Let's get something out of the way. Amazon (AMZN) is winning the online commerce battle. Even though eBay (EBAY) is mostly an online auctions website and Amazon is an online superstore, Amazon is winning in both sales of new items and used items by an insurmountable margin. eBay's main service will never match Amazon's. It's too late, and people feel much more comfortable and safer buying and selling on Amazon than on eBay. So eBay's growth will most likely not be stellar in the next couple of years, at least not compared to Amazon's. But eBay, as a company, has something else up its sleeve, and that's Paypal. Just look at the recent revenue growth.
We are currently experiencing a huge, multiyear boom in online commerce. Look at any major seller of anything, and that company probably has an e-commerce website. In such an environment, it is important for businesses that customers feel comfortable making these purchases on their websites. In comes Paypal --- there is something slightly unsettling with giving out your credit card details online. Sure, when it's on the online Apple Store or on Amazon, everyone feels safe, but when you're buying from a smaller, less-known website, the fear of fraud and theft is always there. With Paypal, there are a few big advantages that make buying things online more comfortable:
- You don't share any of your credit card information with the websites you're buying from, only with Paypal, which is trusted.
- It's much easier to make payments --- you only have to log in, instead of entering annoying details from your card.
- All of your online purchases are clearly visible on Paypal, with features that help you deal with fraud if you are to encounter any.
So Paypal is set to, and already has been capitalising from growing online sales. As more and more malware and theft is targeted at online sales from industry growth, security will become more and more of a concern, and people will be happy to use a service like Paypal. Another big advantage of the service is for small businesses: it is much easier and much cheaper for them to set up online payment facilities for their customers through Paypal than through enabling credit card payments.
All the things above have already been happening for a while, but here's where is gets interesting. Paypal has another big catalyst: the upcoming rise of NFC (Near Field Communication) payments (see this article). This long-term development will be key for eBay and Paypal. From what I've see so far, replacing credit and debit cards with electronic versions on phones makes a lot of people uncomfortable, as they are scared that hackers and thieves could get their information from their phones. This fear sounds familiar doesn't it?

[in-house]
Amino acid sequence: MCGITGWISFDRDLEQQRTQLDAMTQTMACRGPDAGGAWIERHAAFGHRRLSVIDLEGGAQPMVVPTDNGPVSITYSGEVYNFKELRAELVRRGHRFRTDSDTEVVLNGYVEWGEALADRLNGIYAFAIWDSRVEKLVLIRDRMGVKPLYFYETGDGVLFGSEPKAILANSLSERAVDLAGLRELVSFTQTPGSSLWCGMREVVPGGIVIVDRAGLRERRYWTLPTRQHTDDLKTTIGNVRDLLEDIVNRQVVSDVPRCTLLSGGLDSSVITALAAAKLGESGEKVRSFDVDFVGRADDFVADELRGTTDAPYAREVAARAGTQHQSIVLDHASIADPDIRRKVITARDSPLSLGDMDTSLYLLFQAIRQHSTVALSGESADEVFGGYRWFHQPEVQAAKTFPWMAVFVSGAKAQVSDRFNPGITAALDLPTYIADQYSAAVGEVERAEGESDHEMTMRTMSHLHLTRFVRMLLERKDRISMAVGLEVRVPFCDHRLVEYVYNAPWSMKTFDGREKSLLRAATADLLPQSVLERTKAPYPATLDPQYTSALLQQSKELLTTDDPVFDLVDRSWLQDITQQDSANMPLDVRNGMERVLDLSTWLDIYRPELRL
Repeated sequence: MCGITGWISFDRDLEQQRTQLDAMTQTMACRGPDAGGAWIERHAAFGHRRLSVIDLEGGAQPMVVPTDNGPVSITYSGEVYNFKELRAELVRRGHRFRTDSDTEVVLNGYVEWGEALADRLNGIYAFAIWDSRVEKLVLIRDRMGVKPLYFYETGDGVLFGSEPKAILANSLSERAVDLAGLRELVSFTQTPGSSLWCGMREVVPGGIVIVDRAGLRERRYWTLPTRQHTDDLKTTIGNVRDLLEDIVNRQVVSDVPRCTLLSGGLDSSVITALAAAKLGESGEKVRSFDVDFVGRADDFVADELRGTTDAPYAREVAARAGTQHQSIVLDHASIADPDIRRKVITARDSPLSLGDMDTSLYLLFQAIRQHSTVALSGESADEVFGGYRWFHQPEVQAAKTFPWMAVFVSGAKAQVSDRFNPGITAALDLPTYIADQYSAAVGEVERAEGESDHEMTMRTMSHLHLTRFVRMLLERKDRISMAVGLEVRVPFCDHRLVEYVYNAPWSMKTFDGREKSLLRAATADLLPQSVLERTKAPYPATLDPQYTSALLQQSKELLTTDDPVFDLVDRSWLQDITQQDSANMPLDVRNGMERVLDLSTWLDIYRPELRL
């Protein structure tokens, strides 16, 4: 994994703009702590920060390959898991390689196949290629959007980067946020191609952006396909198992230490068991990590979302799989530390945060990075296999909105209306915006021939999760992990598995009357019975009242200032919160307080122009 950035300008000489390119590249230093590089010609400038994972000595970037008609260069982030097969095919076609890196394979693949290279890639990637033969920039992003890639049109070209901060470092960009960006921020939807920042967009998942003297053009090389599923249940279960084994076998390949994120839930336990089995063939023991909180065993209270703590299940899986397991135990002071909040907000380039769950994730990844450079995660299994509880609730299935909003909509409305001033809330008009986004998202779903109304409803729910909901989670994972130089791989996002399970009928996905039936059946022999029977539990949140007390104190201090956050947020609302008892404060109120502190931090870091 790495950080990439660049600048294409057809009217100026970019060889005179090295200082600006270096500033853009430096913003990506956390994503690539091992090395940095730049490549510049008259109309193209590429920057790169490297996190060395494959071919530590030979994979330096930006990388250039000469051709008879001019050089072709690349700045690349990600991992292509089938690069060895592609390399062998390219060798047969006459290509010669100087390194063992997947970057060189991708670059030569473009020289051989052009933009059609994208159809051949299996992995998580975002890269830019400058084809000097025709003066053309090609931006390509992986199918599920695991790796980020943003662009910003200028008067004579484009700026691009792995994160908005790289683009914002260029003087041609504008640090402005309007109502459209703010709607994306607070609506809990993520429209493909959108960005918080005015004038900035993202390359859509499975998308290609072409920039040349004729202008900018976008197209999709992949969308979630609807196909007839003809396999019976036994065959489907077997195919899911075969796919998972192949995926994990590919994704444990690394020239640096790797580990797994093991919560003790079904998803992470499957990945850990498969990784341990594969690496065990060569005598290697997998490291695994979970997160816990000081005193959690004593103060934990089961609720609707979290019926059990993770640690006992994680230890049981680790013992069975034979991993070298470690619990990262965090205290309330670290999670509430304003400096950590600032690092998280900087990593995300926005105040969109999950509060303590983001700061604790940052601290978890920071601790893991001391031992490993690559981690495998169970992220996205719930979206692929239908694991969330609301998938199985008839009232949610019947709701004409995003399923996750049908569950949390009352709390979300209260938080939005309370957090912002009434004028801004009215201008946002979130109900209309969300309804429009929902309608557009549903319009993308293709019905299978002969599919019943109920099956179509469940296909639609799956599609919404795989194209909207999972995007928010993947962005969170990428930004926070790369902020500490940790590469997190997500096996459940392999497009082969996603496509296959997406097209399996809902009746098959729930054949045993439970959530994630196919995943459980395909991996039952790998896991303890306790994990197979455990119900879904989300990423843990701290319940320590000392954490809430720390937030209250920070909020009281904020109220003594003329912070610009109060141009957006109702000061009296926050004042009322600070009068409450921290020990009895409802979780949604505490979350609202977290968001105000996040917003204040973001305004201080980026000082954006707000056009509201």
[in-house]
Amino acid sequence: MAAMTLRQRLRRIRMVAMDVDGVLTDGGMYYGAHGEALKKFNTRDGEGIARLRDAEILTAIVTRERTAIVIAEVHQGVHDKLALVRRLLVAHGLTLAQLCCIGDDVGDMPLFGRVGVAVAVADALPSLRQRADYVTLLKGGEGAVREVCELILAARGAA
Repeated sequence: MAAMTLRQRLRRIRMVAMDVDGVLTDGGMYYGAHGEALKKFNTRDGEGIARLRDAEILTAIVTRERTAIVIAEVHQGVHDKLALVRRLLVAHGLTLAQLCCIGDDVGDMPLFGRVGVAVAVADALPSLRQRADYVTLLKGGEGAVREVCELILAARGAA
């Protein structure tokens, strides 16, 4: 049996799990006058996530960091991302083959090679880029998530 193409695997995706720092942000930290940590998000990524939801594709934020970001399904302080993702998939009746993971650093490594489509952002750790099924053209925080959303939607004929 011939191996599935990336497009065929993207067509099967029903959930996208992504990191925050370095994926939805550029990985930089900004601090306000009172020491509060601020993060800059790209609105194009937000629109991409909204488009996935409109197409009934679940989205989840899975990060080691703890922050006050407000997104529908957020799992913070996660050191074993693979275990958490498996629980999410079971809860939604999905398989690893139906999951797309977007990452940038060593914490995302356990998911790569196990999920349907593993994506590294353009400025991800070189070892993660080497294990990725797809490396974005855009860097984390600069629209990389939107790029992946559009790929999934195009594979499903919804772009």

Once again, as with online payments, in comes Paypal. I think that Paypal's real potential comes as a mobile payments service for physical stores that works in the same way as the online service does. This would be extremely useful and successful, especially for smaller stores and businesses, just like it is useful for smaller websites online. Corner stores and stands could have Paypal set up --- instead of using dollar bills and coins for small purchases, you would swipe your smartphone and pay through Paypal. No one would have the worry of getting their credit card information stolen, as all payments and all of the information stored on their smartphones will simply be Paypal. I don't think that people will fully give up physical payment cards and switch to paying with their phones anytime soon, but with this kind of a service, a lot of people would make at least a partial transition much faster. Think about all of the potential:
- The end of coins and dollar bills for those that want it. I don't know why we still use these things. But with Paypal, we could forget about them. Small businesses would allow electronic payments through Paypal for small purchases under $5, as they wouldn't be losing all the money in commissions like they do with major credit card payments.
- Allowing kids and young adults to make some electronic payments without having to annoyingly sign them up for actual debit cards. Self explanatory.
One of my favourites:
- Payments between individuals. Just win a bet when your friend "didn't have cash on him"? Get him to send it through the Paypal app on his phone. Owe someone money? Paypal swipe. Need to pay for a favor? Paypal swipe.
We are at a time in which things are changing rapidly in the virtual world, and eBay needs to make large investments to be significant in future business. I think that it should put a lot of focus on its Paypal platform, as it has the potential to become the Paypal of NFC payments, just as it is the Paypal of online payments. I hope that eBay follows this path, as in my opinion it will be the "critical point" for the company and its subsidiary.
Would you feel more comfortable with NFC payments if they were made through Paypal?